3. Participatory Preferred Stock:
These stocks pay extra dividends if the company meets certain financial goals. Apart from the fixed dividend, investors have a chance to earn extra depending on how well the company performs that quarter.
4. Callable Preferred Stock:
Companies that issues callable preferred stock has the right to rebuy these stocks from the investors.
A pre-defined buyback price and date are chosen when issuing these stocks. Companies can control the supply and demand of the shares by deciding how much to buyback.
Benefits And Features Of Preferred Stocks
In this section, we will discuss the various features of preferred stocks:
Preferred stocks possess the characteristics of both bonds and common stocks. Its fixed dividends make it similar to a bond and the nature of dividend payment makes it like common stock.
Thus you get features of both bonds and common stocks when you own preferred stocks.
Dividend Priority Over Common Stocks:
Preferred stockholders are paid before common stockholders. Preferred stocks have priority over the company’s income and therefore, enjoy this preferential treatment when it comes to dividends.
Fixed Dividend Amount:
When you own preferred stocks, you will be paid a fixed dividend amount at regular intervals. This amount stays constant irrespective of the company’s performance in the market.
Priority In The Event Of Bankruptcy:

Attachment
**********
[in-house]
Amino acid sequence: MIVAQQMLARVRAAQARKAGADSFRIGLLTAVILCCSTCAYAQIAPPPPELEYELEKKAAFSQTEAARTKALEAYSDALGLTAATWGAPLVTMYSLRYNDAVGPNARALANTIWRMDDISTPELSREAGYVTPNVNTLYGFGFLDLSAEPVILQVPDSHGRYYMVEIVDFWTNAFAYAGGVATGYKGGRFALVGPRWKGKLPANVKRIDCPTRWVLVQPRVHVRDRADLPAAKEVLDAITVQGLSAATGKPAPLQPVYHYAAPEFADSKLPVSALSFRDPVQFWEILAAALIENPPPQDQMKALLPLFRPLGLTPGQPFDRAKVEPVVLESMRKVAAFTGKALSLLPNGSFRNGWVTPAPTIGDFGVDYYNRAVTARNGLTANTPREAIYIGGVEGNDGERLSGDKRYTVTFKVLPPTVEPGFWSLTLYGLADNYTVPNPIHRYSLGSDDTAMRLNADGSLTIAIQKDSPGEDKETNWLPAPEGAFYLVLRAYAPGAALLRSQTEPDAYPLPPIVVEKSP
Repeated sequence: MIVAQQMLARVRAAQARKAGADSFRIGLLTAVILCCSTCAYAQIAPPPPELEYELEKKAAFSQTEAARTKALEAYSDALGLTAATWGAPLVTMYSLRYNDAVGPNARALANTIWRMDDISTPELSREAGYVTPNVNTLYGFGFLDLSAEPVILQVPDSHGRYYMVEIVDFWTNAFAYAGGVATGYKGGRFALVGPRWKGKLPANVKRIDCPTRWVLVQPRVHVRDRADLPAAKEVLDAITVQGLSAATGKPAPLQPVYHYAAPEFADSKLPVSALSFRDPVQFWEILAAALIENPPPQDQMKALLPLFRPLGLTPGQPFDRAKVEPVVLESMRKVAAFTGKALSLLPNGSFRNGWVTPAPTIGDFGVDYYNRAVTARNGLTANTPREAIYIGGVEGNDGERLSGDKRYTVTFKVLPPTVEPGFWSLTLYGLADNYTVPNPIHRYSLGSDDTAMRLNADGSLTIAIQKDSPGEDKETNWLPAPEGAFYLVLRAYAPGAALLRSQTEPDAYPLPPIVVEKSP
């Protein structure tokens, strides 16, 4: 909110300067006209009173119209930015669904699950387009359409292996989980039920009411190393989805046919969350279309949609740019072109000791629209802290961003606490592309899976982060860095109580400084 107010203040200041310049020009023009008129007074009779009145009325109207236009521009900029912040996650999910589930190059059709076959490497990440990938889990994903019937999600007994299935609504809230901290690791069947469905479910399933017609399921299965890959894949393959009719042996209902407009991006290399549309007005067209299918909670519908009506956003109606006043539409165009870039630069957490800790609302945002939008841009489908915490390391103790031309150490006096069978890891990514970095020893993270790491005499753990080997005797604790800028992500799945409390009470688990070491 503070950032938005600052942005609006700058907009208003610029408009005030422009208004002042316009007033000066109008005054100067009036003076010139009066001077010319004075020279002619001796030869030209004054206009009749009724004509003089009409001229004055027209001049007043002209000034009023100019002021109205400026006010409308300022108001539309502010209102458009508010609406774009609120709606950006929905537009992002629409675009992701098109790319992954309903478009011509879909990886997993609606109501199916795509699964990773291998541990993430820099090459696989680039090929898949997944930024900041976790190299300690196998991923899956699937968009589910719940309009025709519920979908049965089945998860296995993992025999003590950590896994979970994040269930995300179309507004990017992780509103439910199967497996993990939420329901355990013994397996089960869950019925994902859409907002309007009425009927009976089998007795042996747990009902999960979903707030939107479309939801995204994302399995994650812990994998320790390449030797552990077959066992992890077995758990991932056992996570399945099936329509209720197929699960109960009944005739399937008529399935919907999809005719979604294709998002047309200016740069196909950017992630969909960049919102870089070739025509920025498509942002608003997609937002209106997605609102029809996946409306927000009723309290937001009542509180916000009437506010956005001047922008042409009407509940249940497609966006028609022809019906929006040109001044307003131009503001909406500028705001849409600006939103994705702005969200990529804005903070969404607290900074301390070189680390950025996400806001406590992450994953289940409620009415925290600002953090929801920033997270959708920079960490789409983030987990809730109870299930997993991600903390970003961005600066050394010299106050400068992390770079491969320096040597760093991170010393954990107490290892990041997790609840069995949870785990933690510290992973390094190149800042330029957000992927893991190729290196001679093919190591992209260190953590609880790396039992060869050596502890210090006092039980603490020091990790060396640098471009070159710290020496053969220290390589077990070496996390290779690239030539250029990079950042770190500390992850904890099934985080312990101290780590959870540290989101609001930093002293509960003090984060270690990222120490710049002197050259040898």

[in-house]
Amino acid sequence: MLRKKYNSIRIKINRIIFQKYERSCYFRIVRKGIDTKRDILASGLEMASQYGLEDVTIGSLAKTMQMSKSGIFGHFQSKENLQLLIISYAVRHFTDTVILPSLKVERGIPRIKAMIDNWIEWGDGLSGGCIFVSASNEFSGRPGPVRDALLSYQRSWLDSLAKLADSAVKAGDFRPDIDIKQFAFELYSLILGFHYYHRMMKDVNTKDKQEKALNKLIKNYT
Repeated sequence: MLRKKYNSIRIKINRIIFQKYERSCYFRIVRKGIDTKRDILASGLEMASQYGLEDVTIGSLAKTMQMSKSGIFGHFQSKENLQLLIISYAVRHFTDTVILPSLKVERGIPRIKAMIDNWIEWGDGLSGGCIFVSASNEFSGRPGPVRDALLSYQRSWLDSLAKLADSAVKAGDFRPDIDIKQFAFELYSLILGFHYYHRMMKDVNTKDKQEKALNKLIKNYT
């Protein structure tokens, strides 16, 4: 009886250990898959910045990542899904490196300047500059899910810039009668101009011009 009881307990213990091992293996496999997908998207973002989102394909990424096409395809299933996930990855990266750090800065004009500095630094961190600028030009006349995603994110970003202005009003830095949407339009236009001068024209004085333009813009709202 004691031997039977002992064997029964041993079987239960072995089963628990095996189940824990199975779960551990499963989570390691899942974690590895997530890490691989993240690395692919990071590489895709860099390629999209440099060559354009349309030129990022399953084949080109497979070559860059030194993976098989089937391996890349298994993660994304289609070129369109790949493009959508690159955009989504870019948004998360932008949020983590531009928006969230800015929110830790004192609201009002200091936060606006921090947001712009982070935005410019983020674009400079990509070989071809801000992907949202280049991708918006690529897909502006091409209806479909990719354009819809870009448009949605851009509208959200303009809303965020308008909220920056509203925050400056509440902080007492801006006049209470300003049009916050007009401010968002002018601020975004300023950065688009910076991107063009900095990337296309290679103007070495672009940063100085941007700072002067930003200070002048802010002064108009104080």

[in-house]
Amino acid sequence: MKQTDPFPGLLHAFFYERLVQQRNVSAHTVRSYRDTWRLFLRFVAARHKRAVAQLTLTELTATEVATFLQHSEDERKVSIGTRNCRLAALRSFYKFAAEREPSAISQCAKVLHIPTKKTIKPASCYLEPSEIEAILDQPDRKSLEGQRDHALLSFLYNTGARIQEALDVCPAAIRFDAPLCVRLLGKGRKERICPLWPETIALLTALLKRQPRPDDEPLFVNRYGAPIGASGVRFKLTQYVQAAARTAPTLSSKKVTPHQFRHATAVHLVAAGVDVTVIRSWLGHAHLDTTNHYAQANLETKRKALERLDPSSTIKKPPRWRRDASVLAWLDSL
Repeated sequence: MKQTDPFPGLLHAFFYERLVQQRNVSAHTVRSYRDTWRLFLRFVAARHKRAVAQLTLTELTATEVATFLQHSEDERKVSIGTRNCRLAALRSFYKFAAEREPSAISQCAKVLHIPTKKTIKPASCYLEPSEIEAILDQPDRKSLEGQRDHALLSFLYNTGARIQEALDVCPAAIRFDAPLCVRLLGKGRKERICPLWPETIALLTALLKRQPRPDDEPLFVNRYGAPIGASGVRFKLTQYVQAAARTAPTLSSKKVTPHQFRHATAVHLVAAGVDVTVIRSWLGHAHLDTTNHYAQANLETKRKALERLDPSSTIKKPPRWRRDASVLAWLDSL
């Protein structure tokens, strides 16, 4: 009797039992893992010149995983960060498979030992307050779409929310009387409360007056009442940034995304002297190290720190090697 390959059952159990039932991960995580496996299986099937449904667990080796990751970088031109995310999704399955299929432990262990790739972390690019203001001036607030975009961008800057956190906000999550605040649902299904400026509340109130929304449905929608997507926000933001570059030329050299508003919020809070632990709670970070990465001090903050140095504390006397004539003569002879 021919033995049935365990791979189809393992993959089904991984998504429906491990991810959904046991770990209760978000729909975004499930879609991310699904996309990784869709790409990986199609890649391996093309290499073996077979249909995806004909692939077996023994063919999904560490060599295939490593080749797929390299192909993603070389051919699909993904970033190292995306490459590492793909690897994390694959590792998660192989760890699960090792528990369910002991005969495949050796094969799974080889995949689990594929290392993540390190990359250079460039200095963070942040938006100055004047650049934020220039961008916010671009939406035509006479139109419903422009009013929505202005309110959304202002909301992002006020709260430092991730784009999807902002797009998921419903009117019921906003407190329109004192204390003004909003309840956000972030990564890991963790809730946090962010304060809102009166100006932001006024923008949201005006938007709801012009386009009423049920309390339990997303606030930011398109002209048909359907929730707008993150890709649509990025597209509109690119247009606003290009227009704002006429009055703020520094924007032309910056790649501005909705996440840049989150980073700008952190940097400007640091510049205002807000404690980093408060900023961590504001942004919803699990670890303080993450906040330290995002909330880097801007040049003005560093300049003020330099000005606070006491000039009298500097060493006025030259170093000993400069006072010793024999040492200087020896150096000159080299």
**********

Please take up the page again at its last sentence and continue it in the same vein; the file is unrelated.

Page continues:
If a company issues both preferred and common stock and it goes bankrupt, then it pays off the debt holders preferred shareholders first.
If an asset remains, it then pays the commons stockholders. Thus preferred stocks get priority in the case of both dividends and liquidation.
Preferred Stocks Can Be Cumulative:
If a company fails to pay dividends in a particular period, it is paid along with the next quarter’s dividend. Thus dividends for preferred stocks may be delayed, but never missed.
Preferred Stocks Are Convertible:
Some preferred stocks can be converted to common stocks. These stocks are known as convertible preferred stocks.
The conversion rate is pre-determined and you can convert them to common stocks at any point.
Preferred Stocks Are Re-callable:
At a pre-determined price and specific date, firms can redeem or rebuy the preferred shares. This allows firms more control and flexibility but is frowned upon by investors.
To counter this, firms pay a call premium, which is the difference between the buyback price and issue price.
Long/Unlimited Maturity Period:
Preferred stocks are usually perpetual, i.e. they last forever. Even if there is a maturity period, it lasts for long periods such as 30-40 years.
When the share matures, the firm pays you back the issue price of that preferred stock.
Drawbacks Of Preferred Stocks
Preferred stocks have certain limitations and shortcomings that we will discuss here: